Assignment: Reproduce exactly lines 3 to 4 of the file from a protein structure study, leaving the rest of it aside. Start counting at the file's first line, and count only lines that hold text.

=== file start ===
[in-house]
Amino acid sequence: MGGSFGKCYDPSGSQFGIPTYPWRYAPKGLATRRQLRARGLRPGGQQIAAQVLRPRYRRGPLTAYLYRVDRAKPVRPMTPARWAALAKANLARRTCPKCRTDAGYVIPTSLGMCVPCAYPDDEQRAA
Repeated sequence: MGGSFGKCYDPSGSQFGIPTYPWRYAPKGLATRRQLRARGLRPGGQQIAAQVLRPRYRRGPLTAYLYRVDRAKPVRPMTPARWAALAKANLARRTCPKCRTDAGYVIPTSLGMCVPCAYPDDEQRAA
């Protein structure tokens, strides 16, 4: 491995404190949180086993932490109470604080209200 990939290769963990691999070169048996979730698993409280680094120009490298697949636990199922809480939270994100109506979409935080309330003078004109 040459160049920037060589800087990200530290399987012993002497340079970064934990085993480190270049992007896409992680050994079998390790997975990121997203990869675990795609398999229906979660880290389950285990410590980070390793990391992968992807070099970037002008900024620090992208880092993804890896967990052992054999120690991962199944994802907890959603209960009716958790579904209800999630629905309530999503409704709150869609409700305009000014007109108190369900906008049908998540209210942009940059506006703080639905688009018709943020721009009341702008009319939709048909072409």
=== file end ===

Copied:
Repeated sequence: MGGSFGKCYDPSGSQFGIPTYPWRYAPKGLATRRQLRARGLRPGGQQIAAQVLRPRYRRGPLTAYLYRVDRAKPVRPMTPARWAALAKANLARRTCPKCRTDAGYVIPTSLGMCVPCAYPDDEQRAA
């Protein structure tokens, strides 16, 4: 491995404190949180086993932490109470604080209200 990939290769963990691999070169048996979730698993409280680094120009490298697949636990199922809480939270994100109506979409935080309330003078004109 040459160049920037060589800087990200530290399987012993002497340079970064934990085993480190270049992007896409992680050994079998390790997975990121997203990869675990795609398999229906979660880290389950285990410590980070390793990391992968992807070099970037002008900024620090992208880092993804890896967990052992054999120690991962199944994802907890959603209960009716958790579904209800999630629905309530999503409704709150869609409700305009000014007109108190369900906008049908998540209210942009940059506006703080639905688009018709943020721009009341702008009319939709048909072409």